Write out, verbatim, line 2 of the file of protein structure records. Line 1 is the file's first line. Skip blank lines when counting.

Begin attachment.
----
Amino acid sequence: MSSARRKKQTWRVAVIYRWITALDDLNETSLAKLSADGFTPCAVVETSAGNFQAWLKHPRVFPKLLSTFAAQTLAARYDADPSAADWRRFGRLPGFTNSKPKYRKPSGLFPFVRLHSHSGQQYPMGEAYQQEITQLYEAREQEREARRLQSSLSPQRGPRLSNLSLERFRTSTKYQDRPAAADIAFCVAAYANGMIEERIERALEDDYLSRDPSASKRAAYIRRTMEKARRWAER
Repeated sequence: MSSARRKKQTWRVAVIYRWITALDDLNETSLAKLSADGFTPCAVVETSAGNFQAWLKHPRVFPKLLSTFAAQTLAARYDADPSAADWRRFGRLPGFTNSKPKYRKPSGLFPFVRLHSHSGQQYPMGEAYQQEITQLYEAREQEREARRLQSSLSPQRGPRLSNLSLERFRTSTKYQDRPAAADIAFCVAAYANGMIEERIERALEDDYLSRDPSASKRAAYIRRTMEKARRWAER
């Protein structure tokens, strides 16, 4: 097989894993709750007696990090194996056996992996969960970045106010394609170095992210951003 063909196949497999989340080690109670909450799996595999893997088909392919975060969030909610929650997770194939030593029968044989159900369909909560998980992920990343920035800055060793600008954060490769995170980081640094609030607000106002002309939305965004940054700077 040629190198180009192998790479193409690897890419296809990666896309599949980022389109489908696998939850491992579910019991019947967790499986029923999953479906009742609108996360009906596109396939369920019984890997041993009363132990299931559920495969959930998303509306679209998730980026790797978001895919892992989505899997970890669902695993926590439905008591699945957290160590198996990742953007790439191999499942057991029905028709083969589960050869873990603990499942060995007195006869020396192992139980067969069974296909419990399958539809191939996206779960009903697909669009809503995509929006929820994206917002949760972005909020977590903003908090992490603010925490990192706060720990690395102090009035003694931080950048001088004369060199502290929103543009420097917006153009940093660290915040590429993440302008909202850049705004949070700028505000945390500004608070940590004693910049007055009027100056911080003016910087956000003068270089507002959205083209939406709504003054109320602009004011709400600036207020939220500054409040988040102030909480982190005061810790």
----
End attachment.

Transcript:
Repeated sequence: MSSARRKKQTWRVAVIYRWITALDDLNETSLAKLSADGFTPCAVVETSAGNFQAWLKHPRVFPKLLSTFAAQTLAARYDADPSAADWRRFGRLPGFTNSKPKYRKPSGLFPFVRLHSHSGQQYPMGEAYQQEITQLYEAREQEREARRLQSSLSPQRGPRLSNLSLERFRTSTKYQDRPAAADIAFCVAAYANGMIEERIERALEDDYLSRDPSASKRAAYIRRTMEKARRWAER